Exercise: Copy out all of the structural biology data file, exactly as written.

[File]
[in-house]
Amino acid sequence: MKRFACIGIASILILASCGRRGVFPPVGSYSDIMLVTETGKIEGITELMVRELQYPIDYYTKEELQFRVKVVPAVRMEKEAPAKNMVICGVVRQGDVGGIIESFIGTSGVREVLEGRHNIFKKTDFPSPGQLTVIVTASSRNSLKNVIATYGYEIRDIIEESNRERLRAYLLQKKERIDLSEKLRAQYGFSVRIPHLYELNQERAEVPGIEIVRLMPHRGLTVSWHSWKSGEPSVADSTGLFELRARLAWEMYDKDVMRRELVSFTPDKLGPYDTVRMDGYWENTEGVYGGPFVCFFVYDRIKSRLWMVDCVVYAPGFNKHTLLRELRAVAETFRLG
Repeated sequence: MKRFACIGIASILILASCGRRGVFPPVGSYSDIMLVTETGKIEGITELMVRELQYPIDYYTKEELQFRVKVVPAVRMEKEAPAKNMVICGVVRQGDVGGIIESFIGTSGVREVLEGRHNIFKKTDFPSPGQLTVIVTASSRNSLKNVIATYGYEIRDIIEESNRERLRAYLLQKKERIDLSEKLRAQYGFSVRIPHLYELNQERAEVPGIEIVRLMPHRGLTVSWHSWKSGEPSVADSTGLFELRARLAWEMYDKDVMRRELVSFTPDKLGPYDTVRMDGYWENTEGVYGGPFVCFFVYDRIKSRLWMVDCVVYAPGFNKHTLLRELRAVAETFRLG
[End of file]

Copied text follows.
[in-house]
Amino acid sequence: MKRFACIGIASILILASCGRRGVFPPVGSYSDIMLVTETGKIEGITELMVRELQYPIDYYTKEELQFRVKVVPAVRMEKEAPAKNMVICGVVRQGDVGGIIESFIGTSGVREVLEGRHNIFKKTDFPSPGQLTVIVTASSRNSLKNVIATYGYEIRDIIEESNRERLRAYLLQKKERIDLSEKLRAQYGFSVRIPHLYELNQERAEVPGIEIVRLMPHRGLTVSWHSWKSGEPSVADSTGLFELRARLAWEMYDKDVMRRELVSFTPDKLGPYDTVRMDGYWENTEGVYGGPFVCFFVYDRIKSRLWMVDCVVYAPGFNKHTLLRELRAVAETFRLG
Repeated sequence: MKRFACIGIASILILASCGRRGVFPPVGSYSDIMLVTETGKIEGITELMVRELQYPIDYYTKEELQFRVKVVPAVRMEKEAPAKNMVICGVVRQGDVGGIIESFIGTSGVREVLEGRHNIFKKTDFPSPGQLTVIVTASSRNSLKNVIATYGYEIRDIIEESNRERLRAYLLQKKERIDLSEKLRAQYGFSVRIPHLYELNQERAEVPGIEIVRLMPHRGLTVSWHSWKSGEPSVADSTGLFELRARLAWEMYDKDVMRRELVSFTPDKLGPYDTVRMDGYWENTEGVYGGPFVCFFVYDRIKSRLWMVDCVVYAPGFNKHTLLRELRAVAETFRLG